I’ve met readers, as opposed to writers, by shouting out for them every now and then on Twitter and because my Facebook account predates any serious effort on my part to write novels by several years, most of my friends on there are non-writers. Which is great. I’m rather overwhelmed by the thought that I met a lot of these people when I really had nothing else to do and now that I have a lot else to do I worry that I won’t keep meeting people. Just gotta keep talking, I guess, which shouldn’t be hard, but I have edits to finish!! Ugh. Ironically, I don’t think I’m connecting with enough people on Twitter anymore. I seem to be chatting to fewer and fewer new people. Must be more proactive about that. Guess my stream is too full to pull the interesting bits out on a regular basis.

    I need to make these comments more specific. Or maybe I don’t. This is me. Like it or not :)

  14. #26 by Jenny Hansen on August 31, 2011 - 11:29 am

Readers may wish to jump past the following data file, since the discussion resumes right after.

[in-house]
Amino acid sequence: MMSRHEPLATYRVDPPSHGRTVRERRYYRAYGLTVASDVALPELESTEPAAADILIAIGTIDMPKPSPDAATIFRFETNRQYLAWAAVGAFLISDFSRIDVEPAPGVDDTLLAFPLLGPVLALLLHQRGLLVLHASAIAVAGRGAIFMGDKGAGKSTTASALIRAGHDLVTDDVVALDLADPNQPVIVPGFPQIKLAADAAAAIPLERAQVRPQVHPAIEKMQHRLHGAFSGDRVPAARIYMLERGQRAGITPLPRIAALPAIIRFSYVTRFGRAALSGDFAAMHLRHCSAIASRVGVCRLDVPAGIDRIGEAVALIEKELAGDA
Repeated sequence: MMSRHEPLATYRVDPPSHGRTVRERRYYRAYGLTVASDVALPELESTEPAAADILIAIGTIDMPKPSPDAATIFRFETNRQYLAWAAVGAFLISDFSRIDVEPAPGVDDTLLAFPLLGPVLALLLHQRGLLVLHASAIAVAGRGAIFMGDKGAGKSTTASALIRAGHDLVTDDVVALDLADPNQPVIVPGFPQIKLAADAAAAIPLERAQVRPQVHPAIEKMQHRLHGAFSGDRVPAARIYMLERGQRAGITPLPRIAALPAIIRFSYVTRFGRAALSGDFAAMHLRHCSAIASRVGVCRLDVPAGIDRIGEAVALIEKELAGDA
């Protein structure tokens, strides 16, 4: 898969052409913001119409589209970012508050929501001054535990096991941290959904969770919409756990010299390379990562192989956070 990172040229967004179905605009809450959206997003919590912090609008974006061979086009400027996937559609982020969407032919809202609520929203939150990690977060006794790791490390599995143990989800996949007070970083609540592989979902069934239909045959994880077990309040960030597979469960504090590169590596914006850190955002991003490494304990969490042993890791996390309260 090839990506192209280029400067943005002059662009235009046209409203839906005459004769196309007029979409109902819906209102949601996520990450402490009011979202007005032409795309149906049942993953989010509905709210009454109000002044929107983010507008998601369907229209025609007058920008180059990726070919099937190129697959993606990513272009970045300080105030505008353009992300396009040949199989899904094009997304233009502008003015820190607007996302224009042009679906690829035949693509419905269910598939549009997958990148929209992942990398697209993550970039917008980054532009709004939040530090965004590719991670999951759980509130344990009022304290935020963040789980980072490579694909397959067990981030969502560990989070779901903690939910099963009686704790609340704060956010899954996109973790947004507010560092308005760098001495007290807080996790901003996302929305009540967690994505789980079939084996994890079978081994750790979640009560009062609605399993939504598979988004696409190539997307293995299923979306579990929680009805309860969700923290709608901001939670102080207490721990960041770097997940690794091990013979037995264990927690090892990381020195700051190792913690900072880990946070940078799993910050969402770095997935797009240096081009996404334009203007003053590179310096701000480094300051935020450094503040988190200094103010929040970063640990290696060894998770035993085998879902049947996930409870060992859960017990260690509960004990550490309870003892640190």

Holy cow! It adds serious zing to my whole week to make your MOA…thank you!

    Because it is YOU, I’m leaving all my jokes about Sticky Sauce and “getting sticky” in my twisted mind, where they’re ROFL.

    As far as Kristen’s class, there is only one answer and that is “Ooo, Ooo, Yes! Enroll in the Big Sticky-Fest!!”

    Oops. One little teensy sticky-ism slipped out.

  15. #27 by Jane Sadek on August 31, 2011 - 11:46 am

    This makes blogging about travel, faith and care-giving seem even smarter than it was when you first made me think of it. Yeah – I know WANA says you shouldn’t blog about faith – but I already knew my audience and my Wednesday Faith Talk blogs are far and away my most popular feature.